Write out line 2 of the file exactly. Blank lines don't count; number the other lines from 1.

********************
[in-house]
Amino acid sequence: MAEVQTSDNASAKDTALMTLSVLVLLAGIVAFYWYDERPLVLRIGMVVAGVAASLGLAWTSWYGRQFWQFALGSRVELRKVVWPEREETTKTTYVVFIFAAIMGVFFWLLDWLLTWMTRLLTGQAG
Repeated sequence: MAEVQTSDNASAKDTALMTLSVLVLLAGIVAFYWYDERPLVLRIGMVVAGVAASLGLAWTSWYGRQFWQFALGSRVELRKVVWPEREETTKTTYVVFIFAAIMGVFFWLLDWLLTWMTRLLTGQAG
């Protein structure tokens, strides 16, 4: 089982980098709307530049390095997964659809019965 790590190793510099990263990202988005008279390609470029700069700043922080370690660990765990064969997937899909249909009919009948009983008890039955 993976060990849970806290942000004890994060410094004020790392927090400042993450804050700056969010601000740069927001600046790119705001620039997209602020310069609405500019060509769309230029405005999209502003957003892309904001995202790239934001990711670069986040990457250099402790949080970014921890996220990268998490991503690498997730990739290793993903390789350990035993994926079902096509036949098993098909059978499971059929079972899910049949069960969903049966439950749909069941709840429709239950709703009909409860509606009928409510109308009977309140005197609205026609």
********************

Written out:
Amino acid sequence: MAEVQTSDNASAKDTALMTLSVLVLLAGIVAFYWYDERPLVLRIGMVVAGVAASLGLAWTSWYGRQFWQFALGSRVELRKVVWPEREETTKTTYVVFIFAAIMGVFFWLLDWLLTWMTRLLTGQAG